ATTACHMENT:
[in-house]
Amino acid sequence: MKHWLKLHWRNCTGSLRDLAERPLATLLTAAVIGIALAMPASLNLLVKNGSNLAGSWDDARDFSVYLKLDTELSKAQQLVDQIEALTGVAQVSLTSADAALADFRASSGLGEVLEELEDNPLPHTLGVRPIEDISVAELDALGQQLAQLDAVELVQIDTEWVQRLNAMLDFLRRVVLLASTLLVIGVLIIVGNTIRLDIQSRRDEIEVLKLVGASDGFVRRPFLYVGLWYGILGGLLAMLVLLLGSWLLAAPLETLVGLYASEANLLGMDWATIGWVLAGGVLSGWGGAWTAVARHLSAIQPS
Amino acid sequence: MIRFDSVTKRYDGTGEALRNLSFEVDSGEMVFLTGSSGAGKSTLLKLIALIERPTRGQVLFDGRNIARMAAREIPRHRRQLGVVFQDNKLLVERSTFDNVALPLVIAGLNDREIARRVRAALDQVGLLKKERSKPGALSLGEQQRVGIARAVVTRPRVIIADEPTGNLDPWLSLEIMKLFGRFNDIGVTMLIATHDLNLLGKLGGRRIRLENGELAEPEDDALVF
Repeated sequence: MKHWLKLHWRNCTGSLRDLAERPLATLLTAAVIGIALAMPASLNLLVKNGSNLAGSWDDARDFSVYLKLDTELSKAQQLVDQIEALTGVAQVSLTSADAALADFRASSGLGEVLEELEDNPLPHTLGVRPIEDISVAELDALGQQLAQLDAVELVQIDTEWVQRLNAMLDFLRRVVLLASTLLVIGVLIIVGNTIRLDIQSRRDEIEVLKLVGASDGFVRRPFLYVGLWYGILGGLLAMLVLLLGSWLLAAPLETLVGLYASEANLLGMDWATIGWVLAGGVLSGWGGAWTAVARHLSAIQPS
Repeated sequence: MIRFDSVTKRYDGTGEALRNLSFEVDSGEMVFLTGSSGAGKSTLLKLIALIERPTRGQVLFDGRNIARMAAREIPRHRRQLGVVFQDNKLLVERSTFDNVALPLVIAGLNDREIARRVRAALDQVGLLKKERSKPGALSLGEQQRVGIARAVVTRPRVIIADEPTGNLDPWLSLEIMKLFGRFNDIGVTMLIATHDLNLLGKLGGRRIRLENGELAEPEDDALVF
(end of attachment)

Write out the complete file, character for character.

[in-house]
Amino acid sequence: MKHWLKLHWRNCTGSLRDLAERPLATLLTAAVIGIALAMPASLNLLVKNGSNLAGSWDDARDFSVYLKLDTELSKAQQLVDQIEALTGVAQVSLTSADAALADFRASSGLGEVLEELEDNPLPHTLGVRPIEDISVAELDALGQQLAQLDAVELVQIDTEWVQRLNAMLDFLRRVVLLASTLLVIGVLIIVGNTIRLDIQSRRDEIEVLKLVGASDGFVRRPFLYVGLWYGILGGLLAMLVLLLGSWLLAAPLETLVGLYASEANLLGMDWATIGWVLAGGVLSGWGGAWTAVARHLSAIQPS
Amino acid sequence: MIRFDSVTKRYDGTGEALRNLSFEVDSGEMVFLTGSSGAGKSTLLKLIALIERPTRGQVLFDGRNIARMAAREIPRHRRQLGVVFQDNKLLVERSTFDNVALPLVIAGLNDREIARRVRAALDQVGLLKKERSKPGALSLGEQQRVGIARAVVTRPRVIIADEPTGNLDPWLSLEIMKLFGRFNDIGVTMLIATHDLNLLGKLGGRRIRLENGELAEPEDDALVF
Repeated sequence: MKHWLKLHWRNCTGSLRDLAERPLATLLTAAVIGIALAMPASLNLLVKNGSNLAGSWDDARDFSVYLKLDTELSKAQQLVDQIEALTGVAQVSLTSADAALADFRASSGLGEVLEELEDNPLPHTLGVRPIEDISVAELDALGQQLAQLDAVELVQIDTEWVQRLNAMLDFLRRVVLLASTLLVIGVLIIVGNTIRLDIQSRRDEIEVLKLVGASDGFVRRPFLYVGLWYGILGGLLAMLVLLLGSWLLAAPLETLVGLYASEANLLGMDWATIGWVLAGGVLSGWGGAWTAVARHLSAIQPS
Repeated sequence: MIRFDSVTKRYDGTGEALRNLSFEVDSGEMVFLTGSSGAGKSTLLKLIALIERPTRGQVLFDGRNIARMAAREIPRHRRQLGVVFQDNKLLVERSTFDNVALPLVIAGLNDREIARRVRAALDQVGLLKKERSKPGALSLGEQQRVGIARAVVTRPRVIIADEPTGNLDPWLSLEIMKLFGRFNDIGVTMLIATHDLNLLGKLGGRRIRLENGELAEPEDDALVF